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Taiwanese President Hints at Referendum

Calls Tie to China Matter for People

From combined dispatches, August 29, 2000 Washington Times

Taipei, Taiwan - President Chen Shui-bian assured Taiwan's people yesterday that any change in the island's relationship with China will have to respect the wishes of its inhabitants.

"We don't have a predetermined stance, but we also cannot have a predetermined conclusion," Mr. Chen said when asked whether Taiwan should reunify with China or declare its independence.

"Any option is a possibility, but it must respect the free will and the final choice and decision of Taiwan's 23 million people," he said at a news conference.

Although he did not use the word referendum, the implication was that his government would take no major action without submitting the issue to the people.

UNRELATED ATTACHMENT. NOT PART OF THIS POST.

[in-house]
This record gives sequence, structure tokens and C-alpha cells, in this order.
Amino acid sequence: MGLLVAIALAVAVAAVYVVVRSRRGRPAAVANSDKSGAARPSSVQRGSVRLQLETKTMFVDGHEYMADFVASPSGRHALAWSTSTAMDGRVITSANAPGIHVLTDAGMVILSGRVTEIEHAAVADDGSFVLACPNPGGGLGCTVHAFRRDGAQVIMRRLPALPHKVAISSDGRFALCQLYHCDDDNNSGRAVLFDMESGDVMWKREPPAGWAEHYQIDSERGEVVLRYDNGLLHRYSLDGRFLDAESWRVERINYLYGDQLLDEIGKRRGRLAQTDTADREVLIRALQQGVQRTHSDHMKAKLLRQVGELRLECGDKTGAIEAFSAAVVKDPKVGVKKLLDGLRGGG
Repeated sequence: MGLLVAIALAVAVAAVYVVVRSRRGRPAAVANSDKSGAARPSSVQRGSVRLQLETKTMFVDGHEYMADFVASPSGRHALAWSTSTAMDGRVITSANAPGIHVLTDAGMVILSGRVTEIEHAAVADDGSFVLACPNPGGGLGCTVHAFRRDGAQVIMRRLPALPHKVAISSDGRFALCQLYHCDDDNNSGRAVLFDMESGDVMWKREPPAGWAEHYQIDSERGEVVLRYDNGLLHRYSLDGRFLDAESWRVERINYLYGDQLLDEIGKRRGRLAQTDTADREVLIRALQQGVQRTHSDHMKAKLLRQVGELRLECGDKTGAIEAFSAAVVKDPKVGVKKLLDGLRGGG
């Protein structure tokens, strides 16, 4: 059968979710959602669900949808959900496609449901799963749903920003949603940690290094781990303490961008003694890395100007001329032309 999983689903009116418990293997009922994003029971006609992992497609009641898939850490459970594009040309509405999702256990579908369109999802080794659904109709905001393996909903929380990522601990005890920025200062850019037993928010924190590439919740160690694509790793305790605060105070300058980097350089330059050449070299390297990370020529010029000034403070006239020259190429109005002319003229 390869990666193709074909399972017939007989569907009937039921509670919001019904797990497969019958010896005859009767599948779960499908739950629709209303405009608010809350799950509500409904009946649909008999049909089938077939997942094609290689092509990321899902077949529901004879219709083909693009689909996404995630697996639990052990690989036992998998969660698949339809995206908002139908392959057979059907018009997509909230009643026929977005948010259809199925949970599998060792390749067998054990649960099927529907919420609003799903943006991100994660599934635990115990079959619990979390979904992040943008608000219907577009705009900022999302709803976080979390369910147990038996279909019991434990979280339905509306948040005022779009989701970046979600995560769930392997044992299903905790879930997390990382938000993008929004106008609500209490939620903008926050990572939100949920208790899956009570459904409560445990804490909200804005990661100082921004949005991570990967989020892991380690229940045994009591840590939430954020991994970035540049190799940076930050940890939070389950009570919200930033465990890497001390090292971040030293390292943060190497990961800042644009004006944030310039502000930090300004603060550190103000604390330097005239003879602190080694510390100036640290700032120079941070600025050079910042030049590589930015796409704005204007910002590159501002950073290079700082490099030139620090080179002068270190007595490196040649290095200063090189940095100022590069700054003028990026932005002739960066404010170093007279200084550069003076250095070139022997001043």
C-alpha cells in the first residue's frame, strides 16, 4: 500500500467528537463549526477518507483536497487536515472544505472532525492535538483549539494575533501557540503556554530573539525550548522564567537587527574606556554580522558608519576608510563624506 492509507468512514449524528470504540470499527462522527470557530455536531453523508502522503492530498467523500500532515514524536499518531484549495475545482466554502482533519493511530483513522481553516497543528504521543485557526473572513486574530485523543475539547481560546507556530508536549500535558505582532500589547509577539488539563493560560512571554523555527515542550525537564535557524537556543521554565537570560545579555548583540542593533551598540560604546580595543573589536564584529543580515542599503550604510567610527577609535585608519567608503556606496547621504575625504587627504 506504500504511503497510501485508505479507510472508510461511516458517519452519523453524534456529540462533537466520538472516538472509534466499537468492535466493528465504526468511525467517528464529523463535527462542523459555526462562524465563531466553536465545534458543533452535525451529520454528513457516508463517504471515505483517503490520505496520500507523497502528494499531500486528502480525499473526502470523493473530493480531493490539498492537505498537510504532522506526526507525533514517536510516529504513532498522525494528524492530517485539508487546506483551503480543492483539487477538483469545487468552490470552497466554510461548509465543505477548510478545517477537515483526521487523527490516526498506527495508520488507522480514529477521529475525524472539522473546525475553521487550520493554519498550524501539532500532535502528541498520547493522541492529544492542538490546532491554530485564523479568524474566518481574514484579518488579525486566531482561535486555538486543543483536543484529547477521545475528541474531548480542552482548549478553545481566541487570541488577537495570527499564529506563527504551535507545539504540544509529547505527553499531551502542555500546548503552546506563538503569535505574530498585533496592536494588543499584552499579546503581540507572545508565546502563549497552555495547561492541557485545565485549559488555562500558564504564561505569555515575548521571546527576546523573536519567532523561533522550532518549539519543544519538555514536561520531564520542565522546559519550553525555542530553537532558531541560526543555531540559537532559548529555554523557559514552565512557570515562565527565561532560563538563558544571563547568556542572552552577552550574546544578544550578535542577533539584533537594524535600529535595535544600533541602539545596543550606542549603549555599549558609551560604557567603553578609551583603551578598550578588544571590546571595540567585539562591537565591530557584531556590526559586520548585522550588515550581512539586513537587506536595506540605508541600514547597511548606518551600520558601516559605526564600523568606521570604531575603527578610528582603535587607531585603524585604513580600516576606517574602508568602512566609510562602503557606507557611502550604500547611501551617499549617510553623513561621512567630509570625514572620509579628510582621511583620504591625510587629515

Analysts in Washington said Mr. Chen was promising to stand by the vague guidelines for reunification drawn up by his predecessor, Lee Teng-hui, who called for political change both on the mainland and in Taiwan before the two could reunite.

A survey conducted by Mr. Chen's pro-independence Democratic Progressive Party (DPP) showed that 87 percent of Taiwan respondents favor the status quo.

Tensions between democratic Taiwan and its giant communist neighbor have been simmering since Mr. Chen came to power in March presidential elections, ending more than five decades of Nationalist rule.

Mr. Chen, who returned last week from his first overseas visit as president, said Taiwan is a democracy and needs to build a broadly based consensus on whether to reunify with China, the world's most populous nation with 1.3 billion people.

"No country, government, political party or individual can presumptuously help Taiwan's 23 million people make a unilateral decision," he said.

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